WASHINGTON, D.C. – House Ways and Means Committee Chairman Kevin Brady (R-TX), Tax Policy Subcommittee Chairman Peter Roskam (R-IL), and Oversight Subcommittee Chairman Vern Buchanan (R-FL) issued the following statement after the Treasury Inspector General for Tax Administration (TIGTA) released its audit report reviewing the Internal Revenue Service’s (IRS) civil asset forfeiture procedures:
“This report reaffirms our Committee’s findings that the IRS has repeatedly and knowingly abused its authority to wrongly target and seize money from hardworking Americans. We commend TIGTA for issuing this report and building off of our work to bring IRS’s abusive practices to light. These investigations are a critical part of holding the IRS accountable to the American people, as well as delivering justice to the innocent victims of the IRS. We will continue working to ensure taxpayers are advised of their rights and treated with respect.”
Over the span of more than two years, the Ways and Means Oversight Subcommittee held hearings and sent multiple bipartisan investigative inquiries to the Internal Revenue Service (IRS) about the agency’s actions of inappropriately seizing funds from taxpayers. At the second subcommittee hearing, when questioned on this program, Commissioner Koskinen promised members of the Committee that the IRS was intent on protecting taxpayer rights. The report released today by TIGTA, which specifically cites the Subcommittee’s work, confirmed our finding that the IRS treated some Americans unfairly by not abiding by the taxpayer bill of rights, not providing taxpayers with necessary information, and unethically leveraging a civil case by threatening a criminal prosecution.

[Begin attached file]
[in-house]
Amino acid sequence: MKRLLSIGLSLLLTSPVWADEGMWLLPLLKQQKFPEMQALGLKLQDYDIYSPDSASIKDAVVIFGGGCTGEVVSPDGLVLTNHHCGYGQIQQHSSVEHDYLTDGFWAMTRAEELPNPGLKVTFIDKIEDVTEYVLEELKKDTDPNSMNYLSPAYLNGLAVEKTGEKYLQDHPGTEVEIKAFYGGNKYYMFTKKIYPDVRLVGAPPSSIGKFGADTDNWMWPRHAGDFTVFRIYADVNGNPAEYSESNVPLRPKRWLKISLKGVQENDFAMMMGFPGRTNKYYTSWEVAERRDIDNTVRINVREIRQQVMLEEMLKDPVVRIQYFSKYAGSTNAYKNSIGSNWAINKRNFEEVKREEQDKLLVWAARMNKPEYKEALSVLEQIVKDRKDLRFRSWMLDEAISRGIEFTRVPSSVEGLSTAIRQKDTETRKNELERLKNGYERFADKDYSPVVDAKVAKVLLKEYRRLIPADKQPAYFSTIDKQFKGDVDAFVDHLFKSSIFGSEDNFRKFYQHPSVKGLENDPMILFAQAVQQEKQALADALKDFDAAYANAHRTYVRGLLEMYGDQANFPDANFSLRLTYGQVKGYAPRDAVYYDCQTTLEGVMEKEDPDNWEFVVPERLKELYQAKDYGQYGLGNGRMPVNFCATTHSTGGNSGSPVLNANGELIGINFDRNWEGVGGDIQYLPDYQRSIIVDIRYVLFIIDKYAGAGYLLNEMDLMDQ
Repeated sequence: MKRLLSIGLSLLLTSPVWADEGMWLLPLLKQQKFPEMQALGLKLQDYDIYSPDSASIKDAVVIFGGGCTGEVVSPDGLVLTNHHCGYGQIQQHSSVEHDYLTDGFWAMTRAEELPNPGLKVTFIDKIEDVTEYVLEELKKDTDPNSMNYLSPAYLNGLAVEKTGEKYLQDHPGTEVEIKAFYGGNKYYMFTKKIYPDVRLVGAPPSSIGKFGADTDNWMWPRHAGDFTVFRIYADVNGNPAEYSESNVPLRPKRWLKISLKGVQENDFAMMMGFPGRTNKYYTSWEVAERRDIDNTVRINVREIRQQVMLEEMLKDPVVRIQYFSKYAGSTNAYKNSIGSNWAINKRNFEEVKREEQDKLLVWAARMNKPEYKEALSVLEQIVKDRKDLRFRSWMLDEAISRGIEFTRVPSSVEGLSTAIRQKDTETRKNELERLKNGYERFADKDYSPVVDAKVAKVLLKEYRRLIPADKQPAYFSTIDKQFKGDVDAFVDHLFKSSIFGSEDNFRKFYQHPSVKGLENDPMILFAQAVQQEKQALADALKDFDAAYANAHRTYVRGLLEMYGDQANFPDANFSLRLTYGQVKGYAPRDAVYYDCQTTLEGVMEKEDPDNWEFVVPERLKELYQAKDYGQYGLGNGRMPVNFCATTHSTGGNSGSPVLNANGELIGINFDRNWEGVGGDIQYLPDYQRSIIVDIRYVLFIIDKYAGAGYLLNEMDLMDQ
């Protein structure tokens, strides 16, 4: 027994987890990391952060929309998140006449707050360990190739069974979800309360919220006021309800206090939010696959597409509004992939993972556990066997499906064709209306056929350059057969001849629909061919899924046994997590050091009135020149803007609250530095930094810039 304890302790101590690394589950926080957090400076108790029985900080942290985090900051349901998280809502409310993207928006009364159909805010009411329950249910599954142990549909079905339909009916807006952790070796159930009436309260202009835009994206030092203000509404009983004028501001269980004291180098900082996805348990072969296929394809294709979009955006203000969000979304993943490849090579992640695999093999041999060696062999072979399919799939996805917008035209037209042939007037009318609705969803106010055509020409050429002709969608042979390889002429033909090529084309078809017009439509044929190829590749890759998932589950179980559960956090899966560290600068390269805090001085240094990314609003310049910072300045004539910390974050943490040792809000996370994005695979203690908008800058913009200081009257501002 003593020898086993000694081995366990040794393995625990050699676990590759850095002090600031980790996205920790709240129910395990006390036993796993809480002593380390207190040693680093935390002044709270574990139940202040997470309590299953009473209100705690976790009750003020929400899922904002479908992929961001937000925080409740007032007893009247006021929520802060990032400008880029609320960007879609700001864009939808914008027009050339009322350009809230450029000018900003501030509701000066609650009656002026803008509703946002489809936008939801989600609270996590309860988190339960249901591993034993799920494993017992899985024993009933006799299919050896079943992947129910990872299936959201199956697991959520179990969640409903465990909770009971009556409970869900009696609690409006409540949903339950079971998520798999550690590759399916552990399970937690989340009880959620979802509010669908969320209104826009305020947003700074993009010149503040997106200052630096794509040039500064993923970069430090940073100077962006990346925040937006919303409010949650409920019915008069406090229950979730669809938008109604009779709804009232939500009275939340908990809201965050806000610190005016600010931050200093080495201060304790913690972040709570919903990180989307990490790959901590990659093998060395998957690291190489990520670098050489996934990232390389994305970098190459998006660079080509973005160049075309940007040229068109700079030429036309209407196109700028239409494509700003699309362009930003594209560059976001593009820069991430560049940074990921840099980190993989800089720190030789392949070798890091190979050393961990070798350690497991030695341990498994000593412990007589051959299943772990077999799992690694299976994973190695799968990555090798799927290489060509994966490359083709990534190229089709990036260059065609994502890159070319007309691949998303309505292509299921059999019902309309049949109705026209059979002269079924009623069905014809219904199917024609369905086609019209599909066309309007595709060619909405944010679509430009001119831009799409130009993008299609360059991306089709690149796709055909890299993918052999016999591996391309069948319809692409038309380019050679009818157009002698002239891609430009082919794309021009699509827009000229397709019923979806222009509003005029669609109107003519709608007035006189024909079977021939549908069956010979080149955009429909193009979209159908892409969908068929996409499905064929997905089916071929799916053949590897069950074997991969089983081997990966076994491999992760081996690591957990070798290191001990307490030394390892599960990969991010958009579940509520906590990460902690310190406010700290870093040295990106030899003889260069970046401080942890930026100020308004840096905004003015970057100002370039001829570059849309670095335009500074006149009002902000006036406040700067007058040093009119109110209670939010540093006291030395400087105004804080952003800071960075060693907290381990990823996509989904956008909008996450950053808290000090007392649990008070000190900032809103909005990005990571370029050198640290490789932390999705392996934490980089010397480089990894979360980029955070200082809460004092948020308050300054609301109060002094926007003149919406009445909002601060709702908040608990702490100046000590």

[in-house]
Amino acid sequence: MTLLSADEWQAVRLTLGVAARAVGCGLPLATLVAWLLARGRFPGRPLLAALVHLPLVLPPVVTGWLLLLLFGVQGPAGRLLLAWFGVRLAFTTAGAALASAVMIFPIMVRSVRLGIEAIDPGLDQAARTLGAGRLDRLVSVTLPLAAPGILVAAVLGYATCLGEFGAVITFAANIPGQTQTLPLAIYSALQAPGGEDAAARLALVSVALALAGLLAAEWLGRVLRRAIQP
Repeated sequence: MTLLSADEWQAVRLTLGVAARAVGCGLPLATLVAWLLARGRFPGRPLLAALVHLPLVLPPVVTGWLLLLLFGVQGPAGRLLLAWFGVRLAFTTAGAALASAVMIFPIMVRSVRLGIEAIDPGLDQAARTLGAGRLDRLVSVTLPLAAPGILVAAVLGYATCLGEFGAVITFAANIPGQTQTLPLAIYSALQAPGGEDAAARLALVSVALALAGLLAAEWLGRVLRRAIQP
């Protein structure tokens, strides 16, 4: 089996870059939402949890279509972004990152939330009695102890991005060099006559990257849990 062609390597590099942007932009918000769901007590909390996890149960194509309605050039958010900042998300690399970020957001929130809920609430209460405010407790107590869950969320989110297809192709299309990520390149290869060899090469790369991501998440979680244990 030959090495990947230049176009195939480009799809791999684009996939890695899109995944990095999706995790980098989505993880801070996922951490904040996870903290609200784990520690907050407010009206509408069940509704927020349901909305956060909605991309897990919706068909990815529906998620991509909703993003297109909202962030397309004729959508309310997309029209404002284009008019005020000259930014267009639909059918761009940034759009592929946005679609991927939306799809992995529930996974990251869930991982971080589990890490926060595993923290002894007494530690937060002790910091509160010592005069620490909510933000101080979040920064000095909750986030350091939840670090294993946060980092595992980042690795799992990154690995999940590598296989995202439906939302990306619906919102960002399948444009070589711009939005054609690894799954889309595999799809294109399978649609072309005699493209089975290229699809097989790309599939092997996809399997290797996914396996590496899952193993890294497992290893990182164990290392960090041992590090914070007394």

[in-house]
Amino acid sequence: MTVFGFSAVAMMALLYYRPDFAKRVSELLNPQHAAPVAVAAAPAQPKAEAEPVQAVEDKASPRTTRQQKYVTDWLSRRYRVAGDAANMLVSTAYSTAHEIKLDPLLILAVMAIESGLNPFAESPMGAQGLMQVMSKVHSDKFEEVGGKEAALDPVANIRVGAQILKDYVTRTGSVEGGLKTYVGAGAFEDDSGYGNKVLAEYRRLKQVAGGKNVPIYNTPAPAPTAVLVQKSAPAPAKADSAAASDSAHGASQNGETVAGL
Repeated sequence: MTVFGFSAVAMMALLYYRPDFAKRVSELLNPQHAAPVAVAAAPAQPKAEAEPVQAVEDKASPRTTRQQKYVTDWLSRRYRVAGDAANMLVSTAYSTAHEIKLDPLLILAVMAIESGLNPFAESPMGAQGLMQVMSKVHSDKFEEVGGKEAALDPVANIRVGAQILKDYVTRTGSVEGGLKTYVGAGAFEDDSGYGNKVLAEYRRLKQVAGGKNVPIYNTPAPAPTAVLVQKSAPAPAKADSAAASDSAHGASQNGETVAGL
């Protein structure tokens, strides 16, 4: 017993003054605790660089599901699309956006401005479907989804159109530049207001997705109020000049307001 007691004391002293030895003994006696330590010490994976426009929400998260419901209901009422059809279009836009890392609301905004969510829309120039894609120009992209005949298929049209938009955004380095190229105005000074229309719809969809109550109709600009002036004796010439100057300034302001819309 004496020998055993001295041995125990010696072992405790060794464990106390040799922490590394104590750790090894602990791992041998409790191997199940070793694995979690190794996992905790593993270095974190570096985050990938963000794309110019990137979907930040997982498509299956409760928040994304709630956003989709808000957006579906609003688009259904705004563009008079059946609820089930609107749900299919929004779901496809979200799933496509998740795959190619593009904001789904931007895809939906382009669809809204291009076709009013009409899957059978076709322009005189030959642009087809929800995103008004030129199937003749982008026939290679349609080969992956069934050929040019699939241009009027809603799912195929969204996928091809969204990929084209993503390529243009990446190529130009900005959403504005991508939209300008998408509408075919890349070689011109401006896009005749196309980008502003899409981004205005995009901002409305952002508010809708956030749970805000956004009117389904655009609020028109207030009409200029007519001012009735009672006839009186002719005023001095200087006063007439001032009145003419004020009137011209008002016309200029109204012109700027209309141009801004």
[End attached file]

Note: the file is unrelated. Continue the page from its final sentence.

Key findings from the TIGTA report include the following:
- IRS violated internal CI requirements when conducting interviews with property owners – withholding important information.
- IRS failed to notify property owners of their rights, both under the Taxpayer Bill of Rights and the Constitution, before or during these interviews.
- Most seizures for structuring violations involved legal source funds with minimal ties to tax crimes from businesses, despite IRS internal policy indicating Criminal Investigation (CI) would prioritize disrupting criminal enterprises.
- The Government appeared to have improperly bargained non-prosecution to resolve civil cases, with settlement practices varying widely from jurisdiction to jurisdiction.
TIGTA made nine recommendations and the IRS agreed with only five of them.
CLICK HERE to learn more about the Subcommittee’s first hearing.
CLICK HERE to learn more about the Subcommittee’s second hearing.